I feel a need to comment on the controversy about governor candidate Tom Wolf's sensitivity to minorities. This is being questioned by some of his Democratic primary opponents regarding the controversy that erupted in 2001 as the "York riots case" unfolded against former York Mayor Charlie Robertson and others.

As editor and publisher of the York Daily Record at that time, I was one of two publishers targeted in what we simply referred to as "the letter," which community business leaders sent to the owners of the YDR and The York Dispatch, asking us, in essence, to back off our coverage.

Tom, a major supporter of Mayor Robertson, was one of the signers. I believe it was agonizing for Tom to be caught in the middle of the riots case, which raised issues far more consequential for the community than a letter to the local newspaper owners. (According to reports, he now believes signing the letter was a mistake.)

There was no question York was getting bad publicity as national media members parachuted into town to write about the case until something juicier came along. Emotions were intense. It was a case that touched the city's heart and soul.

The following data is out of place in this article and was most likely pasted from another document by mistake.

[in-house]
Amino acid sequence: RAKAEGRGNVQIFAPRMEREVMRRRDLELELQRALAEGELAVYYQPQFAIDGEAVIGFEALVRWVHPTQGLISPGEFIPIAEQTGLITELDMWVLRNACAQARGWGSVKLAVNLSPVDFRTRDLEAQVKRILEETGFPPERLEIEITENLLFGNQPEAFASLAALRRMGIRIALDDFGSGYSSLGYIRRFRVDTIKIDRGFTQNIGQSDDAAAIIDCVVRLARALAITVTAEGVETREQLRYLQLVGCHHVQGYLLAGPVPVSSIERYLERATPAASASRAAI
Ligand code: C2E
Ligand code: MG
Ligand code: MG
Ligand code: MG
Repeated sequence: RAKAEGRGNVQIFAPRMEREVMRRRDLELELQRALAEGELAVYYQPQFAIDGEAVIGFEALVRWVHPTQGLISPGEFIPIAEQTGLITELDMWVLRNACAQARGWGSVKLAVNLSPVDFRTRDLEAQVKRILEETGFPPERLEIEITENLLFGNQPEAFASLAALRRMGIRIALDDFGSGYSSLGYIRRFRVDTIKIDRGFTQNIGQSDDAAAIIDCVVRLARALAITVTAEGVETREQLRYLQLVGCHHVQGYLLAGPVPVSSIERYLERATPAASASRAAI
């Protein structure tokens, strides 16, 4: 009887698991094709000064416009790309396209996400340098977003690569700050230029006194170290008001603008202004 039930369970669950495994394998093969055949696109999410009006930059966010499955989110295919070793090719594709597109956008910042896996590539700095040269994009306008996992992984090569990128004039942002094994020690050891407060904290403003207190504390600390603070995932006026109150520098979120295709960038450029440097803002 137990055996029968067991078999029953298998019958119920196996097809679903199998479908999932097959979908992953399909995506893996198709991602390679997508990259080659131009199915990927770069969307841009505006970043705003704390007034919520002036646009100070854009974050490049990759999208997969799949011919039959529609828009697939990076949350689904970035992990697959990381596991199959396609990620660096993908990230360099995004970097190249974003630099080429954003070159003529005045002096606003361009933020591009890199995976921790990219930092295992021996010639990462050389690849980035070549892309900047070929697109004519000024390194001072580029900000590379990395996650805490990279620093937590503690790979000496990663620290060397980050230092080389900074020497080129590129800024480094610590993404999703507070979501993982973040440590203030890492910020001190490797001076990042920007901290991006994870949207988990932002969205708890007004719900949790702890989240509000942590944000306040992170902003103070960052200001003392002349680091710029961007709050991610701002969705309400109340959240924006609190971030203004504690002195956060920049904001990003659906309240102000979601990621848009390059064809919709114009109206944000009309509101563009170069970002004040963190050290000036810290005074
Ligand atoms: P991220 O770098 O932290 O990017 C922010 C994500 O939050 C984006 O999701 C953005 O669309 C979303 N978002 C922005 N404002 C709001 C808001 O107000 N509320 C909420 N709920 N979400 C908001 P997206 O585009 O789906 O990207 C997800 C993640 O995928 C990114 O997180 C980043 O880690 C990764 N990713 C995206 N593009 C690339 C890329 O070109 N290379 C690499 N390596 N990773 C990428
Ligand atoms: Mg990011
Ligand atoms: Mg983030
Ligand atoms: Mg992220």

I felt then, and I feel now, that the Dispatch and the Daily Record were right to pursue the story.


I think the time was overdue to move past a belief I still find shocking as a way to dismiss the unsolved murders of two human beings: "They (the black community) lost one and we (the white community) lost one. So we're even. Why dredge that up again?"

These are complicated, intense and emotional issues for a community.

What is not complicated is this: In the nearly 25 years I have known Tom Wolf, never once have I doubted his thoughtful approach to any challenge and his commitment to minorities and justice for all.

Voters' decisions on whether to support Tom should not be swayed by the hurtful political cheap shots his foes are firing.


Columbus, Ohio